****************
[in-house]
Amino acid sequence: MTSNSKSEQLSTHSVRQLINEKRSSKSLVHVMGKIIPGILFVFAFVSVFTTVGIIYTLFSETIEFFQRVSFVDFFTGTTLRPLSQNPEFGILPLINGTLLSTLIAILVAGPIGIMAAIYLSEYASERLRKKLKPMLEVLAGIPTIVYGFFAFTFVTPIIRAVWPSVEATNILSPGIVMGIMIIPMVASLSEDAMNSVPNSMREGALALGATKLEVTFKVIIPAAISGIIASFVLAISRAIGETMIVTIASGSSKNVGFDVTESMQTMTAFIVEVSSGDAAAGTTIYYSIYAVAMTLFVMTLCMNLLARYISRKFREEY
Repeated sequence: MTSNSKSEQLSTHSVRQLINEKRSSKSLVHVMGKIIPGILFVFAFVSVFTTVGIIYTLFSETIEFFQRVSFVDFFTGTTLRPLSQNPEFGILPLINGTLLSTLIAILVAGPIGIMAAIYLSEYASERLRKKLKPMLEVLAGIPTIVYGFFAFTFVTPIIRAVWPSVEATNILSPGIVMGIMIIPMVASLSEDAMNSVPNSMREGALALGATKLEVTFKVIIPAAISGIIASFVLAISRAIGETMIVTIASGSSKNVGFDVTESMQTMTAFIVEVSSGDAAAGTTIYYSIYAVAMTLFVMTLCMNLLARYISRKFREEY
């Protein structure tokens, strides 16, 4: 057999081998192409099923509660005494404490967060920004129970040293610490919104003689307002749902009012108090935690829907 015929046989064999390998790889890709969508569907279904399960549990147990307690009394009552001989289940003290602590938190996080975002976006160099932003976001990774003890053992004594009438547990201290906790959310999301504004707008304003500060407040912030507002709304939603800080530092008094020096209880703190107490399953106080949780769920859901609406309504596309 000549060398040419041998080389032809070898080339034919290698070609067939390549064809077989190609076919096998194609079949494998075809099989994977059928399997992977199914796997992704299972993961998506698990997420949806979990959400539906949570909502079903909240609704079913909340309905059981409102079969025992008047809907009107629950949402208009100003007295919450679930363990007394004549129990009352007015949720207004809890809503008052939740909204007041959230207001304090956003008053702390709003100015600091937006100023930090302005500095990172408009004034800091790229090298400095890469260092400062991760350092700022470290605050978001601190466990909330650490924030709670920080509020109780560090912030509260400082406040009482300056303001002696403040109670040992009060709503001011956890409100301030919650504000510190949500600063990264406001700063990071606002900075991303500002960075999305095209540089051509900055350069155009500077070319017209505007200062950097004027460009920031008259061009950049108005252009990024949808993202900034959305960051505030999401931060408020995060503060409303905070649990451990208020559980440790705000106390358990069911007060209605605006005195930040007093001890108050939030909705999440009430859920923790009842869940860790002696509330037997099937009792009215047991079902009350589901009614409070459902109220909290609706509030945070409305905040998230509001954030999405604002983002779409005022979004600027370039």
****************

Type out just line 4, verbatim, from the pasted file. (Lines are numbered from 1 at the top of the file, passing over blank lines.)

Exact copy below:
């Protein structure tokens, strides 16, 4: 057999081998192409099923509660005494404490967060920004129970040293610490919104003689307002749902009012108090935690829907 015929046989064999390998790889890709969508569907279904399960549990147990307690009394009552001989289940003290602590938190996080975002976006160099932003976001990774003890053992004594009438547990201290906790959310999301504004707008304003500060407040912030507002709304939603800080530092008094020096209880703190107490399953106080949780769920859901609406309504596309 000549060398040419041998080389032809070898080339034919290698070609067939390549064809077989190609076919096998194609079949494998075809099989994977059928399997992977199914796997992704299972993961998506698990997420949806979990959400539906949570909502079903909240609704079913909340309905059981409102079969025992008047809907009107629950949402208009100003007295919450679930363990007394004549129990009352007015949720207004809890809503008052939740909204007041959230207001304090956003008053702390709003100015600091937006100023930090302005500095990172408009004034800091790229090298400095890469260092400062991760350092700022470290605050978001601190466990909330650490924030709670920080509020109780560090912030509260400082406040009482300056303001002696403040109670040992009060709503001011956890409100301030919650504000510190949500600063990264406001700063990071606002900075991303500002960075999305095209540089051509900055350069155009500077070319017209505007200062950097004027460009920031008259061009950049108005252009990024949808993202900034959305960051505030999401931060408020995060503060409303905070649990451990208020559980440790705000106390358990069911007060209605605006005195930040007093001890108050939030909705999440009430859920923790009842869940860790002696509330037997099937009792009215047991079902009350589901009614409070459902109220909290609706509030945070409305905040998230509001954030999405604002983002779409005022979004600027370039």